Interviews are a two-way process. They are an opportunity for an employer to see whether you are suitable for the job, and for you to see whether the job is suitable for you.

Prepare yourself: Think about your skills, qualifications and experience – what are they? Ensure you can talk about them confidently. Use examples from previous work to show how you utilised these skills.

Research the company: This will give you a good background knowledge and awareness about the company’s activities, achievements and operations. Visit the company’s website to find out what they do, what products or services they offer, how many staff they employ, where they are located, and so on.

Questions to ask: You should refrain from asking about pay and benefits related questions at the first meeting. These questions are better left until a second interview or until a job offer is made. In the first instance, you could ask:

  • How would you describe a typical day for the person doing this job?
  • What training is available?
  • What scope is there for career development?
  • How often do you hold staff performance appraisals?
  • How soon do you expect to make a decision?
  • What is the next step from here?

Questions you may be asked: It can help to anticipate questions you may be asked by the employer so that you can practise your responses in advance of the interview. These may include:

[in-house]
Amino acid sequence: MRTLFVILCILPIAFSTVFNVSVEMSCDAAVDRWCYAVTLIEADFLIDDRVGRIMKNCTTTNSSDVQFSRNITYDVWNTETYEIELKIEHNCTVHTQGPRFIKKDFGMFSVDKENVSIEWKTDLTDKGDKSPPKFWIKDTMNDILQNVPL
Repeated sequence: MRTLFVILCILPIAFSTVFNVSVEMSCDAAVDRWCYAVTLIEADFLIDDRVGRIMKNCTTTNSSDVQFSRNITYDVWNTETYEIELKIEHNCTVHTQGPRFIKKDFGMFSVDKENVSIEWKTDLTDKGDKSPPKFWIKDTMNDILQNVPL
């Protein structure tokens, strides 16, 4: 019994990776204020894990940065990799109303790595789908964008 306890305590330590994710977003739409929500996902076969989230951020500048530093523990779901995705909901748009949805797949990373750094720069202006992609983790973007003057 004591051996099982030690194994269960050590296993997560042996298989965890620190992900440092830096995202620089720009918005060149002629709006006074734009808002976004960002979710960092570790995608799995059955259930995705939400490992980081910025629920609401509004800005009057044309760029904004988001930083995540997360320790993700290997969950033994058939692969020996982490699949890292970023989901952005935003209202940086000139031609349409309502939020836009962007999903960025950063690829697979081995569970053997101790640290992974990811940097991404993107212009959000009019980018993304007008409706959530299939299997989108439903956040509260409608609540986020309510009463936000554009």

• What attracted you to our company?
  • Why did you choose this profession? What do you like about it?
  • What has been your greatest achievement?
  • What do you think are the top three skills one should possess to do well in this position?
  • What are your strengths and weaknesses?
  • Describe how you can utilise your previous work experience in this role.
  • What can you bring to our company?
  • Why should we hire you?

Dress code & appearance: Ensure you wear smart business attire, have clean shoes and clothing, tidy hair, and keep perfume/aftershave and make-up to a minimum.

Travel: Plan your journey in advance to ensure you arrive at least 10 minutes early. It is also a good idea to take your contact’s telephone number with you in case the worst happens and you get lost or stuck in traffic.

Paperwork: It may be useful to take copies of certain written information with you. If you do, carry them in a suitable case or folder. Documents you could take:

  • CV, references, certificates, portfolio or examples of your work.
  • A copy of the job description/advert to refresh your memory or use as a reference point for questions.
  • A note pad and pen with 3 or 4 of your questions already noted down (so you don’t forget!) You can also take notes about things that are discussed.